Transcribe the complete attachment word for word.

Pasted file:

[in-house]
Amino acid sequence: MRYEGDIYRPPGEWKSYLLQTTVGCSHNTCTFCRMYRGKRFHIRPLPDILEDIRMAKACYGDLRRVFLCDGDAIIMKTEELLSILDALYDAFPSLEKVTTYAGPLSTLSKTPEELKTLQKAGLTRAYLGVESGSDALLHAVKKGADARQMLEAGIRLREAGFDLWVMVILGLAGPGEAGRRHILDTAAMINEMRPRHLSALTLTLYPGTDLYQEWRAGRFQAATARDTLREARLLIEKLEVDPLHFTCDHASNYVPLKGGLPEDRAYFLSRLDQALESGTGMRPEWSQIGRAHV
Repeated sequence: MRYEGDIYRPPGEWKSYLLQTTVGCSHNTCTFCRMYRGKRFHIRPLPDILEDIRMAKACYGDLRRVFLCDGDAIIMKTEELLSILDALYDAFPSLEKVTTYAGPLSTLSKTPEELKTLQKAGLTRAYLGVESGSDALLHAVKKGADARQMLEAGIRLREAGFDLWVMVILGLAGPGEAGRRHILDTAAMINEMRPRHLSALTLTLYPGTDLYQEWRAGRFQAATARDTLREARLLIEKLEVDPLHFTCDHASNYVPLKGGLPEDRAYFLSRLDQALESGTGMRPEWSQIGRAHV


[in-house]
Amino acid sequence: MRYEGDIYRPPGEWKSYLLQTTVGCSHNTCTFCRMYRGKRFHIRPLPDILEDIRMAKACYGDLRRVFLCDGDAIIMKTEELLSILDALYDAFPSLEKVTTYAGPLSTLSKTPEELKTLQKAGLTRAYLGVESGSDALLHAVKKGADARQMLEAGIRLREAGFDLWVMVILGLAGPGEAGRRHILDTAAMINEMRPRHLSALTLTLYPGTDLYQEWRAGRFQAATARDTLREARLLIEKLEVDPLHFTCDHASNYVPLKGGLPEDRAYFLSRLDQALESGTGMRPEWSQIGRAHV
Repeated sequence: MRYEGDIYRPPGEWKSYLLQTTVGCSHNTCTFCRMYRGKRFHIRPLPDILEDIRMAKACYGDLRRVFLCDGDAIIMKTEELLSILDALYDAFPSLEKVTTYAGPLSTLSKTPEELKTLQKAGLTRAYLGVESGSDALLHAVKKGADARQMLEAGIRLREAGFDLWVMVILGLAGPGEAGRRHILDTAAMINEMRPRHLSALTLTLYPGTDLYQEWRAGRFQAATARDTLREARLLIEKLEVDPLHFTCDHASNYVPLKGGLPEDRAYFLSRLDQALESGTGMRPEWSQIGRAHV